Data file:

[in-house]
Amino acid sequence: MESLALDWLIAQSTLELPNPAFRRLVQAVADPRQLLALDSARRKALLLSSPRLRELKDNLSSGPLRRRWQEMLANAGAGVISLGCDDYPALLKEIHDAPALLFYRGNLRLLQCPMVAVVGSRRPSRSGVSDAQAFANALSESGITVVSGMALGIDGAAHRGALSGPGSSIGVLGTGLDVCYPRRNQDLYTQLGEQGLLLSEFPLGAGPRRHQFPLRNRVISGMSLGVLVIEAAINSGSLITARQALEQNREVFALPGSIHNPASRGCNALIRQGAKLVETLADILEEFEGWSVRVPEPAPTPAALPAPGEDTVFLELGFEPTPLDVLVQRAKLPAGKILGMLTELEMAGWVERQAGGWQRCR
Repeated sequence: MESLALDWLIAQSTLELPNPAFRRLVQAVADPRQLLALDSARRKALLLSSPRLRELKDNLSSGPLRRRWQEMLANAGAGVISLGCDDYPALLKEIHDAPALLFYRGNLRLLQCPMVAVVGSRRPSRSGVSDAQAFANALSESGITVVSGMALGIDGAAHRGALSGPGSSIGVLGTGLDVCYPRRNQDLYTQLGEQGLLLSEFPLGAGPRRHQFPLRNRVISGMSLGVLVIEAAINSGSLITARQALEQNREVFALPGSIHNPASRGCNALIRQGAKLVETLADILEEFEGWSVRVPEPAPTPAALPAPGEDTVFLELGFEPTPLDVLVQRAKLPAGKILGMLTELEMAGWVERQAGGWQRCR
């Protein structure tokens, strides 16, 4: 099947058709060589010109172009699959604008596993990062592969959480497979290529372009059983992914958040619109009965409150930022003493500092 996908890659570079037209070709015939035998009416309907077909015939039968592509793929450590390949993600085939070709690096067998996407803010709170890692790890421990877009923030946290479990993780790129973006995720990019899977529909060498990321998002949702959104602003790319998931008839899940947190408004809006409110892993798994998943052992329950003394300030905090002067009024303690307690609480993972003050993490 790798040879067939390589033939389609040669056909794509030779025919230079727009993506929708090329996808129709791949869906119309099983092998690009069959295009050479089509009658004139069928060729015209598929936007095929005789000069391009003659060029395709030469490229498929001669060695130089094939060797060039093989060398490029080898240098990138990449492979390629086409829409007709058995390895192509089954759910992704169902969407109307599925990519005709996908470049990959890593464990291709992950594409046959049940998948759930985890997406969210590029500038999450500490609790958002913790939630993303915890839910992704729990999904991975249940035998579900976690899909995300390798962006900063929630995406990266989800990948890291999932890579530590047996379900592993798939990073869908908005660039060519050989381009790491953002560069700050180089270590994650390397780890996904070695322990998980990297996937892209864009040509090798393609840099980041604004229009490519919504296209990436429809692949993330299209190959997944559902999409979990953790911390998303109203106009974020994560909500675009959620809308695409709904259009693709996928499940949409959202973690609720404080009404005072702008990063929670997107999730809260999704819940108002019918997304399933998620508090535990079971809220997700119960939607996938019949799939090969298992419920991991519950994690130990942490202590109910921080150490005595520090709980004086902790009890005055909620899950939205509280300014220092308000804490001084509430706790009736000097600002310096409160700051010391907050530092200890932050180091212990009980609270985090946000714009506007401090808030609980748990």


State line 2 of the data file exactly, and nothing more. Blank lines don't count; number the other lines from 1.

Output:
Amino acid sequence: MESLALDWLIAQSTLELPNPAFRRLVQAVADPRQLLALDSARRKALLLSSPRLRELKDNLSSGPLRRRWQEMLANAGAGVISLGCDDYPALLKEIHDAPALLFYRGNLRLLQCPMVAVVGSRRPSRSGVSDAQAFANALSESGITVVSGMALGIDGAAHRGALSGPGSSIGVLGTGLDVCYPRRNQDLYTQLGEQGLLLSEFPLGAGPRRHQFPLRNRVISGMSLGVLVIEAAINSGSLITARQALEQNREVFALPGSIHNPASRGCNALIRQGAKLVETLADILEEFEGWSVRVPEPAPTPAALPAPGEDTVFLELGFEPTPLDVLVQRAKLPAGKILGMLTELEMAGWVERQAGGWQRCR